Rhône, France | Grenache

France

Ok, so there are two from France but we couldn’t miss out either…a light red wine that’s soft on the palate and sweetly fruity, Grenache is a great antidote to spicy foods.

Boasting notes of strawberry and raspberry alongside smokier tones of cinnamon and oregano, Grenache is most prestigiously grown in the famous French regions of Rhône and Châteauneuf-du-Pape. The Rhône is a slightly cooler region, meaning that Grenache produced there offers a bit more finesse with less of the alcohol content.

  

USA | Chardonnay

USA

Originating in Bordeaux, Chardonnay is grown all over the world and is California’s leading white wine grape. A classic dry white, Chardonnay is a diverse grape, its flavour drastically changing depending on the length of its oaking period and the ripeness of its fruit – a barely ripe Chardonnay will lean towards apple and lemon notes whereas a riper fruit will produce the more tropical flavours of pineapple and mango.

The cool climates of California’s Sonoma Coast make for a zestier taste than the warm regions of Napa Valley, Paso Robles and Lake County where the wine has a buttery, creamy taste.

  

Italy | Sangiovese

Italy

A savoury red wine with strong notes of cherry and tomato, Sangiovese is grown extensively across Italy but isn’t widely found growing outside of the country. With high levels of tannin and smokey, chocolatey flavours, Sangiovese pairs well with herb and tomato based foods, which bring out the fruiter side of the wine. Plum and cherry notes are given depth with hints of oaky, tarry leather and clay, brick and tobacco.

Found in the regions of Toscana, Umbria and Campania, it’s worth a visit to Italy just to give this wine a taste.

  

New Zealand | Sauvignon Blanc

new zealand

Sauvignon Blanc offers something different to other white wines: it’s supremely herbal and lightly green. Flavours of lime, apple and passionfruit blend effortlessly with the likes of bell pepper, grass and jalapeño to create a truly unique tasting wine.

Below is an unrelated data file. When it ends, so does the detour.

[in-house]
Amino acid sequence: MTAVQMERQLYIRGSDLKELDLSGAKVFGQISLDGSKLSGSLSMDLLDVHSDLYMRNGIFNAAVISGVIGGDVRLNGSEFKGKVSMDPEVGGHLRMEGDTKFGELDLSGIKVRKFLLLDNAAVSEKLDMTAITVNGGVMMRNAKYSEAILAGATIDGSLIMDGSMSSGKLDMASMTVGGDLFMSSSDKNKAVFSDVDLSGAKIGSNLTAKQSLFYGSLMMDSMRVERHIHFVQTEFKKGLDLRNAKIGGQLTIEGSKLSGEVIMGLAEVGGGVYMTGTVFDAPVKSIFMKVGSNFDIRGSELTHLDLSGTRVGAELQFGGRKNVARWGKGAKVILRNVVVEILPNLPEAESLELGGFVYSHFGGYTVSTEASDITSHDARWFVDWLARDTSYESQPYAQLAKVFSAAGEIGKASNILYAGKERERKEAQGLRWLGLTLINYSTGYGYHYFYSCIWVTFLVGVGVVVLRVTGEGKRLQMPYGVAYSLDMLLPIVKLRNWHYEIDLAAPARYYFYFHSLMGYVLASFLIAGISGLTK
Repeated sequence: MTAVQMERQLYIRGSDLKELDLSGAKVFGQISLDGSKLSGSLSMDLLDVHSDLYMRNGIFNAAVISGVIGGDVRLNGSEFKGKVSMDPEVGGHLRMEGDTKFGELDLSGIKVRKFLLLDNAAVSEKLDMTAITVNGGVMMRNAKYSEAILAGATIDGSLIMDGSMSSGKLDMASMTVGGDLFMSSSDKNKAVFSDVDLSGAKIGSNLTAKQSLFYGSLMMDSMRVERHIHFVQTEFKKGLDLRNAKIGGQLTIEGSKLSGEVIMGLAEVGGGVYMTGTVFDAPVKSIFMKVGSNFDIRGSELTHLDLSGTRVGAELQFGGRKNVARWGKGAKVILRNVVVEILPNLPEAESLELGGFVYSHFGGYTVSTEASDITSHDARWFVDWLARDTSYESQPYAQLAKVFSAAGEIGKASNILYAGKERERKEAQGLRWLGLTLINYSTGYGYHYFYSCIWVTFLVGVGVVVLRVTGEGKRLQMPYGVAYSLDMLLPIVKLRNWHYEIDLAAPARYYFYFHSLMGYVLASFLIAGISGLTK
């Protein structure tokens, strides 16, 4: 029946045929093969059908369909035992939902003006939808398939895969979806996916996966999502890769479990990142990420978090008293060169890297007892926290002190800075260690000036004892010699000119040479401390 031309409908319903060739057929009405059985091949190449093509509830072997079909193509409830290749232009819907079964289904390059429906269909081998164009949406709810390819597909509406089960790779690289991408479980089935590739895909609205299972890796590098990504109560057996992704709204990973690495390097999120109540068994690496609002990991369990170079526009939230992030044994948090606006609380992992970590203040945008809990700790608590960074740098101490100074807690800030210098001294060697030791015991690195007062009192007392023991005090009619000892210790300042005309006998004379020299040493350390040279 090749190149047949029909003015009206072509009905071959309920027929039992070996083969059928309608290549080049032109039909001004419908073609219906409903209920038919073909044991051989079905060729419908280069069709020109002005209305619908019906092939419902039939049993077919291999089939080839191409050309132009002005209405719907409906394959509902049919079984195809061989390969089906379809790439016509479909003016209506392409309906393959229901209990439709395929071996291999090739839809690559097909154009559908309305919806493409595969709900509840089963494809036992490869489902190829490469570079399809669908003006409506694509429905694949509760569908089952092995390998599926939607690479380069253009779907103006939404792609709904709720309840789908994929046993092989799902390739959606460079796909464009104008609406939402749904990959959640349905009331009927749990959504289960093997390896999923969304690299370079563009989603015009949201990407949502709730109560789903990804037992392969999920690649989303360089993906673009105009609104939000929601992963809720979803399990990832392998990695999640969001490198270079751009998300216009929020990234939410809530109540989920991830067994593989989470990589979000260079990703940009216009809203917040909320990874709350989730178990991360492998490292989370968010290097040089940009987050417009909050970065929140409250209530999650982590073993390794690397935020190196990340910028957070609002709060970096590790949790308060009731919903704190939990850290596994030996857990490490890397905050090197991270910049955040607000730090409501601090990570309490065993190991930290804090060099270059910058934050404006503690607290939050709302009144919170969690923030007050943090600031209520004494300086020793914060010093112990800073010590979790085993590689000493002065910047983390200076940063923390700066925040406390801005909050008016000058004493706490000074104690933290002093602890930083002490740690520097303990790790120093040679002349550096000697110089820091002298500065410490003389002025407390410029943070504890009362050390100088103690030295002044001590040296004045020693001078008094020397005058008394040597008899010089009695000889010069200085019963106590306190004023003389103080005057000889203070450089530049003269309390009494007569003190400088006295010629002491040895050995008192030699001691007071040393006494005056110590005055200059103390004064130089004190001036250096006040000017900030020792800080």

Although most Sauvignon Blancs are made entirely dry, in New Zealand sugar is added to make for a richer texture. In fact, New Zealand is the largest planter of Sauvignon Blanc of all the New World wine regions and you’ll find acres of the stuff planted in Marlborough, Martinborough, Gisbourne, Hawkes Bay and Waipara Valley.

 

China | Ice Wine

China

Although it may not spring to mind when thinking of the world’s greatest grapes, you’d be missing a trick to dismiss Chinese wine. Over the last few years, China’s wine industry has come into its own and it’s rapidly growing into one of the top wine producing countries in the world.

Chinese ice wine is a super sweet dessert wine, made from grapes that have been frozen whilst still on the vine. Ice wine is lusciously fresh and pure, with citrus and tropical notes mixing with blossom and honey. Try it with creamy desserts or tropical fruit dishes and you’ll never doubt Chinese wine again.

 

Germany | Pinot Noir (Spatburgunder)

Germany

One of the oldest and most sought after wines in the world, Pinot Noir is actually a weak grape prone to mutations, which naturally makes it all the more valuable. Believe it or not, Germany is one of the world’s biggest producers of Pinot Noir, grown in the region of Ahr and known locally as Spatburgunder.

A very light red, low in tannin, German Pinot Noir offers cranberry, raspberry and plum flavours with a certain earthiness to the aroma. Pale and subtle, Pinot Noir is a great restaurant wine and crowd pleaser as it mixes well with an array of foods.

 

What’s your favourite glass of the good stuff?